A former Chief Executive Officer (CEO) of Twitter, Jack Dorsey, has admitted his biggest mistake.
This is coming after the microblogging site was sold to billionaire investor and businessman, Elon Musk.
Despite initially rebuffing Musk’s bid, the board of Twitter made a U-turn asking shareholders to vote to approve the deal.
Twitter’s stance changed after Musk revealed the financial details of his offer by securing $25.5 billion of financing for the deal and opted to take a $21 billion stake in the business.
Musk had in early April bought a 9.2 per cent stake in the social media company. However, many users are still yet to trust its new landlord, who hopes to “increase trust” on Twitter.
“Free speech is the bedrock of a functioning democracy, and Twitter is the digital town square where matters vital to the future of humanity are debated.
“I also want to make Twitter better than ever by enhancing the product with new features, making the algorithms open source to increase trust, defeating the spambots, and authenticating all humans,” Musk said after the acquisition of the social media platform.
Dorsey, in a series of cryptic tweets, tried to explain the sale of Twitter, taking a lot of responsibility for some of the recent developments.
He said, “I have tried taking a break from Twitter recently, but I must say: the company has always tried to do its best given the information it had. Every decision we made was ultimately my responsibility. In the cases we were wrong or went too far, we admitted it and worked to correct.
“Some things can be fixed immediately, and others require rethinking and reimplementing the entire system. It is important to me that we get critical feedback in all of its forms, but also important that we get the space and time to address it. All of that should be done publicly.”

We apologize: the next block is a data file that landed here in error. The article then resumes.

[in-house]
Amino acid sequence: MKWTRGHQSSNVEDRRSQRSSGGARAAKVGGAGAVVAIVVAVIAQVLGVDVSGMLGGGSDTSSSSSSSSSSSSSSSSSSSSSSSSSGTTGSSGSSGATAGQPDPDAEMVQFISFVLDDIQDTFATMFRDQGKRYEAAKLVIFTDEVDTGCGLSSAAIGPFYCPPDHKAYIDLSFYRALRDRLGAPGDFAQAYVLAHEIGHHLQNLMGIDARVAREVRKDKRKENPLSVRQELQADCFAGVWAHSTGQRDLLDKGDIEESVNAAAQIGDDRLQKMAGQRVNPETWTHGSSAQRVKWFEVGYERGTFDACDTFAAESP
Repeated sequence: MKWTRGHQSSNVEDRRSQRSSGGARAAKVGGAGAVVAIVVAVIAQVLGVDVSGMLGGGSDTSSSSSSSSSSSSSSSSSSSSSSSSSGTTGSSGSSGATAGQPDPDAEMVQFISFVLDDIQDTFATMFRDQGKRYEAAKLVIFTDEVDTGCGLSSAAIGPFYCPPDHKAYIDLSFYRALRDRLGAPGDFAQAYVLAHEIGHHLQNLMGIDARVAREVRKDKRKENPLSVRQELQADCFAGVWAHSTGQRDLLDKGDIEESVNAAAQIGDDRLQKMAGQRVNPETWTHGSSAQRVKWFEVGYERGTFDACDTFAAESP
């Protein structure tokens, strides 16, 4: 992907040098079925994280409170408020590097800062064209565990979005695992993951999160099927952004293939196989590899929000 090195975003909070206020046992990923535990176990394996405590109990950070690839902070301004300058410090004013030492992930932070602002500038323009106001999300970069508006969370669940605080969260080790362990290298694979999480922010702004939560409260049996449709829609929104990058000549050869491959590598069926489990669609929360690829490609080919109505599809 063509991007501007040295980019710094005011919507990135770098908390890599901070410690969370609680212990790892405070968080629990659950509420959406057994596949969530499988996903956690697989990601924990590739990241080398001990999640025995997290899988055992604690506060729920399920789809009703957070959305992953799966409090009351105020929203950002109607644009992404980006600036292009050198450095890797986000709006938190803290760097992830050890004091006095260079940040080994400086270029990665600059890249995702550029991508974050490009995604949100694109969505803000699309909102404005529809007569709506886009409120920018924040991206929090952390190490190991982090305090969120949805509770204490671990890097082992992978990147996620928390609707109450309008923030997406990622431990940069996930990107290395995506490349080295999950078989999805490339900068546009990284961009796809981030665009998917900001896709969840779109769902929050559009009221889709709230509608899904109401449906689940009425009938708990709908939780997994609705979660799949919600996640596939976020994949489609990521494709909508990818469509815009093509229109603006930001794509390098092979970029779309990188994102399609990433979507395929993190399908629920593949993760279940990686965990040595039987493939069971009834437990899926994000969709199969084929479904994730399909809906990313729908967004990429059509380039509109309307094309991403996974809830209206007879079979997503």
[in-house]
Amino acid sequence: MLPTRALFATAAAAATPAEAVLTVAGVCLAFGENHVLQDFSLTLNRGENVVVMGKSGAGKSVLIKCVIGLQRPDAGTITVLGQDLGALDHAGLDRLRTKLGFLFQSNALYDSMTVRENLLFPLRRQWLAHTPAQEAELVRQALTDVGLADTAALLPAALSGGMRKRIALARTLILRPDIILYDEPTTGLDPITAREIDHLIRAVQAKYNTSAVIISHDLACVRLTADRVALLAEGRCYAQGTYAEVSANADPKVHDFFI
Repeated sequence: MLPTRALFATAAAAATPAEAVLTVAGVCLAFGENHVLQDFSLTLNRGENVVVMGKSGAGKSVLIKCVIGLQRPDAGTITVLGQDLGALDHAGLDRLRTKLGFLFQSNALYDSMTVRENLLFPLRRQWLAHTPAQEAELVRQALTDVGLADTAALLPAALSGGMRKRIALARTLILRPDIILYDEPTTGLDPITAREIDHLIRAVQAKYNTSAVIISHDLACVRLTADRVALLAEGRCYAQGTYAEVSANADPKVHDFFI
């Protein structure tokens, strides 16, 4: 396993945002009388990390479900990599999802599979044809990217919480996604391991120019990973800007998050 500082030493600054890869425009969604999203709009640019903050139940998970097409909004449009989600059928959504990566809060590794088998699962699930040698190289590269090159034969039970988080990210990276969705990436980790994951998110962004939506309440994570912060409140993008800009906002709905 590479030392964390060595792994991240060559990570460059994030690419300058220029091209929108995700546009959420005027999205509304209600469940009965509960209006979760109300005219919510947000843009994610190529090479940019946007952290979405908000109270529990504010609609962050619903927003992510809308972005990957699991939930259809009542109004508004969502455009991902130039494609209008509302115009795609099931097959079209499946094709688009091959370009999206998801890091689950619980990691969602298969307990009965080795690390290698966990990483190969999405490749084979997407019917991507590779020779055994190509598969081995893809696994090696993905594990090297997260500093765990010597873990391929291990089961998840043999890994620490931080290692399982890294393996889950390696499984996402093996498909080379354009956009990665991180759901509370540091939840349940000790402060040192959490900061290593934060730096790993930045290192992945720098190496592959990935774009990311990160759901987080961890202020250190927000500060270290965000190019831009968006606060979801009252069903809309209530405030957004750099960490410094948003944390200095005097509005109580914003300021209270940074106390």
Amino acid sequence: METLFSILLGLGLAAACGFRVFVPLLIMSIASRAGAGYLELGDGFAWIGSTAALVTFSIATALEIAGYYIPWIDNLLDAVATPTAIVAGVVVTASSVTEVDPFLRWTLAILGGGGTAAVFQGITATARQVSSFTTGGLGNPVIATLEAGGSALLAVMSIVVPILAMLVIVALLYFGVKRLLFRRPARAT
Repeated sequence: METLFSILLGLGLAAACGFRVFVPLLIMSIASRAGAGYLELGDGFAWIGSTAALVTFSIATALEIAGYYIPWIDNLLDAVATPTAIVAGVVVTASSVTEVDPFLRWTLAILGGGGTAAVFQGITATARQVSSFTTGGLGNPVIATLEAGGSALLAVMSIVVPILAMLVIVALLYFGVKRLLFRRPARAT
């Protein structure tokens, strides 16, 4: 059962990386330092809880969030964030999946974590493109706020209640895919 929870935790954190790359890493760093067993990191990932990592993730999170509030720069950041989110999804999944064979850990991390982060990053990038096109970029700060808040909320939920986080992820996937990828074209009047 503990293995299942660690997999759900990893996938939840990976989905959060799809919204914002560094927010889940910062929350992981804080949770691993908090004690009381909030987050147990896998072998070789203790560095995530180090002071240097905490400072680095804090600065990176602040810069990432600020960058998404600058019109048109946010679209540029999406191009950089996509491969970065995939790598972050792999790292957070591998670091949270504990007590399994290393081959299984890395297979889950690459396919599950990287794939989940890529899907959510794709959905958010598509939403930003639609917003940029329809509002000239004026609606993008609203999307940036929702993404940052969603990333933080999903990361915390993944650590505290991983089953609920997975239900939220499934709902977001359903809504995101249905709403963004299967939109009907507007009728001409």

A transparent system, both in policy and operations, is the right way to earn trust. Whether it’s owned by a company or an open protocol doesn’t matter _as much as_ deliberately deciding to be open about every decision and why it was made. It's not easy to do, but it must happen.
— jack (@jack) April 29, 2022
Going further, he explained that the only way the microblogging platform would work is if it is based on trust, whoever ends up owning the platform. Even though he admitted it was not the easiest thing to do, the CEO of Square said his biggest “failing” was being quick, which he addressed would be fixed.
“Doing this work means you’re in the arena. Nothing that is said now matters. What matters is how the service works and acts, and how quickly it learns and improves. My biggest failing was that quickness part. I’m confident that part, at least, is being addressed, and will be fixed,” he tweeted.
Doing this work means you’re in the arena. Nothing that is said now matters. What matters is how the service works and acts, and how quickly it learns and improves. My biggest failing was that quickness part. I’m confident that part at least is being addressed, and will be fixed.
— jack (@jack) April 29, 2022
He ended his tweets by advocating that there should not be any permanent ban served on anyone, only if it is proven that it is illegal. Hence, the need for measures that will prevent excesses.